What Moriya discovered on Sunday

Actually, she dug deepest on Saturday. The older sibling opened round three with a double bogey, stood 3-over on the day after six holes, and appeared to be sinking. The ship’s wheel steadied with two birdies and hole-out eagle coming home, and then it began the final day with four birdies and no bogeys in the first 15 holes. A late bogey served only to add faux drama, as Jutanugarn calmly closed the deal for victory the first.

Park, Young and Yeon can’t win this case

Reading a bit like a law firm, Inbee Park, Jin Young Ko and So Yeon Ryu made their runs at Moriya. Inbee had a bogey at the turn, and needed perfection on Sunday. She didn’t get it, so a tie for second was in the offing. Ko might have had the best opportunity at day’s start, but a 2-over outward nine took her too far off pace for a 3-under inward half, to provide recovery. She also came second, at 10-under. Ryu put an opening bogey behind with four birdies through 12 holes, but could not go deeper over the closing stretch. Her fourth-place finish was her best of 2018.

Levy wins for third consecutive year on European Tour

France’s Alexander Levy nearly has a five-year win streak. His first two tour titles came in 2014. He skipped 2015, but hasn’t missed in the subsequent years. His work in Morocco this week added up to a one-shot win over a literal blast from the past, Spain’s Alvaro Quiros. Eight golfers finished within three strokes of the top spot, adding drama to the finish at Royal Dar-Es-Salaam.

Nothing spectacular leads Levy to win

There were no great streaks of brilliance, no runs of multiple birdies, for the 28-year old. All that he did, efficiently, was make enough birdies to stay ahead of his pursuers. After bogey at the antepenultimate hole on Sunday, Levy responded with a dart at the par-three 17th, to re-establish his lead. The win was the fifth of his career.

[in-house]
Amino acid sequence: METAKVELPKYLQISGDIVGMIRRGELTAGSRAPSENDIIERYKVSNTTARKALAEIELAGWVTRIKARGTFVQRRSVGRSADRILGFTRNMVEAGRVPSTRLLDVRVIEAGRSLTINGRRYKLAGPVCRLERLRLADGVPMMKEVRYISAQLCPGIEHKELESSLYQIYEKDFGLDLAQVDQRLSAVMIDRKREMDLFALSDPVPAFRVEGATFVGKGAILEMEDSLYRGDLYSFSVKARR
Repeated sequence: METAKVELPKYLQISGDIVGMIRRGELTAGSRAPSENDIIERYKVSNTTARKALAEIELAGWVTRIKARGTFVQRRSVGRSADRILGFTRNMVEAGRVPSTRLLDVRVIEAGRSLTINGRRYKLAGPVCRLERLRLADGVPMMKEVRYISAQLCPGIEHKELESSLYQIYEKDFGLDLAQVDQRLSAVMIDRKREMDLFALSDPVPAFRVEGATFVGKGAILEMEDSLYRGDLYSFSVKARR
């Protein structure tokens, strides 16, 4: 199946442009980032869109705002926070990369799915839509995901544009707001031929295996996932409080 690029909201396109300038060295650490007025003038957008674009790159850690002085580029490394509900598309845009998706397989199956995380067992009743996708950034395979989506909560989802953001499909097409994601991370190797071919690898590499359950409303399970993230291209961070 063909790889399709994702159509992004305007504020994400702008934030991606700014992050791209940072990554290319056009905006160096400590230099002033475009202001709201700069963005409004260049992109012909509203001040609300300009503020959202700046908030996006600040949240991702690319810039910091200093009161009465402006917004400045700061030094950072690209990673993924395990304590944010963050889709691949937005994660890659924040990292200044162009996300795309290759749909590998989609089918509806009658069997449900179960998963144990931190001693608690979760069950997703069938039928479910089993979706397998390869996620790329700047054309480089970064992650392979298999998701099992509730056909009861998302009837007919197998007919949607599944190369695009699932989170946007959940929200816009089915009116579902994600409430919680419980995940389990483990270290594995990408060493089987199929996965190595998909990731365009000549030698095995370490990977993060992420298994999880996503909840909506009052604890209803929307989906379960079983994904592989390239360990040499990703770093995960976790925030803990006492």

See the clubs Levy used to win

Oh so close for Oh so many

Let’s begin with Quiros. The Spaniard, compared with Dustin Johnson (for his length off the tee) in his early years, has been adrift. Sunday was his best chance in forever to secure a tour title. His first 16 holes were a tangle of bogeys and a pair of birdies. The Iberian closed admirably, with birdies at the final pair, to claim solo second, one back of Levy. Also close were Mikko Illonen (tied for third with three others at 7-under) and England’s Andy Sullivan, one more back at 6-under, in a tie for seventh.

Two more for the road: Axley wins on Web, while Broadhurst/Triplett claim Legends

Eric Axley would have preferred to win his 3rd professional event in glorious fashion. He’ll take a rain-shortened title at the North Mississippi Classic, his second career Web.Com title and his first title of any sort in 12 years. Waaaay back in 2006, Axley won the very same Houston Open (see above) contested this week on the PGA Tour, and a bit of success was predicted for the left-hander. Success, as we know, doesn’t come to all hands, and Axley was able to birdie his final two holes on Saturday to stake a one-shot advantage. Tied for second were the USA’s Willy Wilcox, Columbia’s Sebastian Munoz, and Korea’s K.H. Lee.

Triplett and Broadhurst birdie 1st playoff hole for victory

The rules for the Bass Pro Shops Legends of Golf are slightly simpler than those of field hockey, which means that they aren’t very simple. Both courses in use boast par-3 holes alone, but each has a different number of holes, so numbers on the scoreboard are meaningless. With the two Spaniards (Olazabal and Jimenez), the defending champs (Franco and Singh) and two major champions (Lehman and Langer) in the mix, the undervalued pairing of Kirk Triplett (he of the hat) and Paul Broadhurst (he of the …) were not anyone’s favorites to emerge. And here we are.

No one seemed bent on making any heroic moves on Sunday, so it came down to which teams would find their way. Lehman/Langer joined the eventual winners at the 9th hole. Triplett played the hole to perfection: tee shot into bunker, bunker shot into hole, thank you very much. No birdie putts were holed, and the title belonged to the unlikely pairing of Kirk and Paul.

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19th Hole